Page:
conspicuous notice the extreme laxity with
which the shipping industry of the Pacific
Coast especially is conducted. This refers
particularly to coastwise and trans-Pacific
steam lines, owned by American com
panies. English clipper ships are handled
under that broader humane spirit which
Plirusoll introduced to the English service.
It is notorious that the American steam
ship companies operating on this coast
constantly violate every sense of reason
able security. Instead of loading then: own
vessels they employ stevedore companies
for that service, and there is a very general
impression that the steamship companies
pay little attention to the manner in which
the cargo is stowed. Cupidity is the sole
principle which governs them. It mani
fests itself in employing the most econom
ical form of loading, in crowding the ves
seis beyond their capacity, and generally
in making them topheavy with deckloads.
In former years, considering the fact that
in coastwise traffic the sea is often heavy
and always abeam, a sufficient allowance
of coal was made to enable the ships to
take a zigzag course across seas in rough
weather, thus making the passage much
safer and more comfortable; but in recent
years this allowance has been so reduced
that the vessels have to pursue a straight
course under all circumstances, except in
case of extreme peril.
No person has made a trip on one of these
steamship lines without being forced to
realize that the safety of the passengers is
always a secondary consideration. One
reason for this is that the receipts from
passenger trallic are light in comparison
with the revenue from freight, but the
more important reason is that the law
makes the companies liable for loss of
cargo under certain circumstances, while
it is dumb concerning liability for loss of
life. This is an outrage upon civilization.
The theory upon which this extraor
dinary condition of things is based is that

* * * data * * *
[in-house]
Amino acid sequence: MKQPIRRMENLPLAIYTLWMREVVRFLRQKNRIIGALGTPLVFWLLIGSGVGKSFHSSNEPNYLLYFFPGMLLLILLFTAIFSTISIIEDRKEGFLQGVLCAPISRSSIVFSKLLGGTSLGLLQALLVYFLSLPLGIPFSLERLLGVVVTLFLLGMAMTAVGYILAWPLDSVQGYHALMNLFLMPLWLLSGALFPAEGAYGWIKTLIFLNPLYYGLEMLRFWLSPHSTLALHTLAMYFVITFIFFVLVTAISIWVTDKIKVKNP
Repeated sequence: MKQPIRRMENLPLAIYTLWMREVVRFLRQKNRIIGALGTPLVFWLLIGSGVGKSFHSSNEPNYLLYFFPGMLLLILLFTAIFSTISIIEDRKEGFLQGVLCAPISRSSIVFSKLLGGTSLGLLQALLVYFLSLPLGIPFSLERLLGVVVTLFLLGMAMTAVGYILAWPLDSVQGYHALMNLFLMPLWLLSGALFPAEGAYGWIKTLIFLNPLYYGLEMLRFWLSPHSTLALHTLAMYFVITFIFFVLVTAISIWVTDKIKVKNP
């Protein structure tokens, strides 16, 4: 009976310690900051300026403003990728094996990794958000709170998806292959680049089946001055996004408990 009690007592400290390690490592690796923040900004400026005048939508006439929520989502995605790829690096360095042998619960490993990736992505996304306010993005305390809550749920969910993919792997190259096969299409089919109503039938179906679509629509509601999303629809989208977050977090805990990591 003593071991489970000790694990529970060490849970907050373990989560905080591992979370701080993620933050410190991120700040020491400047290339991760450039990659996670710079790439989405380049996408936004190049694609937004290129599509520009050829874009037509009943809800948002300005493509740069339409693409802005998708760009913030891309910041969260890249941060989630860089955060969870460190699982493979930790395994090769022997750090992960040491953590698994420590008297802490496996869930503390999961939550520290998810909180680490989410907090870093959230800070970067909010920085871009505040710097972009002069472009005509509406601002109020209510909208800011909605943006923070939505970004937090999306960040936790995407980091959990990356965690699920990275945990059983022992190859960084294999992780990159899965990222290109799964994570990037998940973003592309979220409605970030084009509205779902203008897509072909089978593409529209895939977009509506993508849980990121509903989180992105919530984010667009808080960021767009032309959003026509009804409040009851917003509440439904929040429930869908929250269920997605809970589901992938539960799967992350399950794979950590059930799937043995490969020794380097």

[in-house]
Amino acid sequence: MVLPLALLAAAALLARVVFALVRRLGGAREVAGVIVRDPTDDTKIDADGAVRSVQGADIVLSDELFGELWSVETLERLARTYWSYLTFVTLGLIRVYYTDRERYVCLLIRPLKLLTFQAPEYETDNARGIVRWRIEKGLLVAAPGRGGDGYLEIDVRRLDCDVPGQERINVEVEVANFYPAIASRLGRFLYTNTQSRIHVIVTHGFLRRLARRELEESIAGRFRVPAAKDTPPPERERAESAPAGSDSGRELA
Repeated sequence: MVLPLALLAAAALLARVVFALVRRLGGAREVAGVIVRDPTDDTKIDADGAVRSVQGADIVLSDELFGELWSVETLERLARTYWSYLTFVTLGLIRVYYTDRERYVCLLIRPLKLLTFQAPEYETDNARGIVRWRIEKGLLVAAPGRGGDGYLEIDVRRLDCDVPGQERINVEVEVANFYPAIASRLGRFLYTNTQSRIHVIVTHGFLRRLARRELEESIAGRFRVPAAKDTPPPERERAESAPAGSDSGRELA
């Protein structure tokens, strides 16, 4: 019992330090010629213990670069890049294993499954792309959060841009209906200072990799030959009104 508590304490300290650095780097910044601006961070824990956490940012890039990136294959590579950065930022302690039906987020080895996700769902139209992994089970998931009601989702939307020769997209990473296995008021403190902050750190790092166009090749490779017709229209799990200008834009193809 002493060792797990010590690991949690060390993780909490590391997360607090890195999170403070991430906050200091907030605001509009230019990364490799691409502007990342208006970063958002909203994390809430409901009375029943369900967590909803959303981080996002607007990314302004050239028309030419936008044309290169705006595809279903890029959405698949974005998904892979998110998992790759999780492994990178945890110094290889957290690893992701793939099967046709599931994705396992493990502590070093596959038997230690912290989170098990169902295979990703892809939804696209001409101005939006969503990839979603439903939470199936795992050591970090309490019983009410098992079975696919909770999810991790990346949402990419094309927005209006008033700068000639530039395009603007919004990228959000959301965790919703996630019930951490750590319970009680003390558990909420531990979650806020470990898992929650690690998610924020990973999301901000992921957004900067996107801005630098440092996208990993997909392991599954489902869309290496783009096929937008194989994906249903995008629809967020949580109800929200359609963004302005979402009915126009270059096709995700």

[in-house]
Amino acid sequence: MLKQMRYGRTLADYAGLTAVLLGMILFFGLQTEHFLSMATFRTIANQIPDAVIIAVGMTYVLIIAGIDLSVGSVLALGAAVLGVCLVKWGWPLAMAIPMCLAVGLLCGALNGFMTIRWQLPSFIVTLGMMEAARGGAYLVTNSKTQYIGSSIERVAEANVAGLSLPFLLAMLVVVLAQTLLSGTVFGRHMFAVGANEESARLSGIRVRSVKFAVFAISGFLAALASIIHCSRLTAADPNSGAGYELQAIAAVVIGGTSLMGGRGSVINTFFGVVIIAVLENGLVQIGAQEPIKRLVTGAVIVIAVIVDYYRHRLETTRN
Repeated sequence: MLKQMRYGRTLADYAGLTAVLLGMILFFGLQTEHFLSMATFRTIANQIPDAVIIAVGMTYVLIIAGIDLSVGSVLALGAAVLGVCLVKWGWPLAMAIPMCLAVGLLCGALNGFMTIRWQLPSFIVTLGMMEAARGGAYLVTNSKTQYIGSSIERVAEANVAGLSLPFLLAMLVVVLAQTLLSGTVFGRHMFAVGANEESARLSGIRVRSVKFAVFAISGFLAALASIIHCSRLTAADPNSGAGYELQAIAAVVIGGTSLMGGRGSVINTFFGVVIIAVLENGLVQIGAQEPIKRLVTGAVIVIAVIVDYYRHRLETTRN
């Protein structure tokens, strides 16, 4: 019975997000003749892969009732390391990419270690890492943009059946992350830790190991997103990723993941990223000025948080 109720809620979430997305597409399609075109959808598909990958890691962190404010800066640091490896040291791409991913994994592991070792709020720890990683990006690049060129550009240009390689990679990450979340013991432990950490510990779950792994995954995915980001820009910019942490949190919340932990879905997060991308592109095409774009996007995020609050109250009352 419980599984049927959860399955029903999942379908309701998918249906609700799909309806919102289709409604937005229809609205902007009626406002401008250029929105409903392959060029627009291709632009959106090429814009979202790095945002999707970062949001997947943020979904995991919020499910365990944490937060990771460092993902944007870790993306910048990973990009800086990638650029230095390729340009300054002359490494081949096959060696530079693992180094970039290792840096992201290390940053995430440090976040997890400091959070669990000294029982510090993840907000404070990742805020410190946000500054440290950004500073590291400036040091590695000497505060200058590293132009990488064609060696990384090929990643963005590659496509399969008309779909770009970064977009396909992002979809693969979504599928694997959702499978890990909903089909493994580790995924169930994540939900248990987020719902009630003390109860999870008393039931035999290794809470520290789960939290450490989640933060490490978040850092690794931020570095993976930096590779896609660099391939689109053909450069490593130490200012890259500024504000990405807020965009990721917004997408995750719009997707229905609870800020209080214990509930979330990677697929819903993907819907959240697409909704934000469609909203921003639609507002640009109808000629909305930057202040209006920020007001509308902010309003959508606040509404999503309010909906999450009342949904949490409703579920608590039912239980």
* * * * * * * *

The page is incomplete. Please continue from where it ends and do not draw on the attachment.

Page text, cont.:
the officers and crew have their own lives
at slake, and that in protecting them they
guard the lives of the passengers. Yet
railroad companies are in precisely the
same position, and the law holds them
strictly accountable for loss of life under
carelessness or mismanagement. It is a
matter of common knowledge that persons
engaged in hazardous pursuits become
careless and take chances with their own
lives which they must not be permitted to
take with lives entrusted to their care.
Onr steamship companies having
shown themselves indifferent to hu
man life and safety, and having
been in constant pursuit of a policy
which encourages foolhardiness on- the
part of their sailing officers, nothing is more
urgently needed than laws which will
bring them under the operation of humane
principles; and as navigation on this coast
is peculiarly hazardous, and has been at
tended with so many appalling disasters, it
is strictly in order for California's repre
sentatives in Congress to urge the passage
of such laws.
A GREAT VICTORY
In declaring the whieky trust to be an
illegal and baneful institution, and in or
dering therefore that its charter be re
voked, the Supreme Court of Illinois has
destroyed one of the most corrupt institu
tions to which tins country has ever given